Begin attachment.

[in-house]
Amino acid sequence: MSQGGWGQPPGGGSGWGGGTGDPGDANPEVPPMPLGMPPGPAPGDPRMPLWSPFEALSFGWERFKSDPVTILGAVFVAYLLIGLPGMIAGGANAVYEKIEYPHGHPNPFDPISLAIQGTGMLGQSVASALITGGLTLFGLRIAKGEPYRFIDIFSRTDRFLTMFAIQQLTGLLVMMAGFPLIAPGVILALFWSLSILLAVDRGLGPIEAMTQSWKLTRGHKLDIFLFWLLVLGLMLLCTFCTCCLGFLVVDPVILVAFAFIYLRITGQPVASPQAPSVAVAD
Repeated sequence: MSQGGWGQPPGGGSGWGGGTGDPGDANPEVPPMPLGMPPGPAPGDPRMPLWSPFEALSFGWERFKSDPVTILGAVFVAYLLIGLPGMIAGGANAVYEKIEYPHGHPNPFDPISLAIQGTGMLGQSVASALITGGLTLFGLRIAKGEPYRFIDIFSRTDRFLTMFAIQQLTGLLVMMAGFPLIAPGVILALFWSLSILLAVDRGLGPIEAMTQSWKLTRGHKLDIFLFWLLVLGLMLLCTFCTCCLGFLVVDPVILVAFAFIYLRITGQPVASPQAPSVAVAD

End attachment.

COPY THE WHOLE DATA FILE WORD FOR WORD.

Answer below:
[in-house]
Amino acid sequence: MSQGGWGQPPGGGSGWGGGTGDPGDANPEVPPMPLGMPPGPAPGDPRMPLWSPFEALSFGWERFKSDPVTILGAVFVAYLLIGLPGMIAGGANAVYEKIEYPHGHPNPFDPISLAIQGTGMLGQSVASALITGGLTLFGLRIAKGEPYRFIDIFSRTDRFLTMFAIQQLTGLLVMMAGFPLIAPGVILALFWSLSILLAVDRGLGPIEAMTQSWKLTRGHKLDIFLFWLLVLGLMLLCTFCTCCLGFLVVDPVILVAFAFIYLRITGQPVASPQAPSVAVAD
Repeated sequence: MSQGGWGQPPGGGSGWGGGTGDPGDANPEVPPMPLGMPPGPAPGDPRMPLWSPFEALSFGWERFKSDPVTILGAVFVAYLLIGLPGMIAGGANAVYEKIEYPHGHPNPFDPISLAIQGTGMLGQSVASALITGGLTLFGLRIAKGEPYRFIDIFSRTDRFLTMFAIQQLTGLLVMMAGFPLIAPGVILALFWSLSILLAVDRGLGPIEAMTQSWKLTRGHKLDIFLFWLLVLGLMLLCTFCTCCLGFLVVDPVILVAFAFIYLRITGQPVASPQAPSVAVAD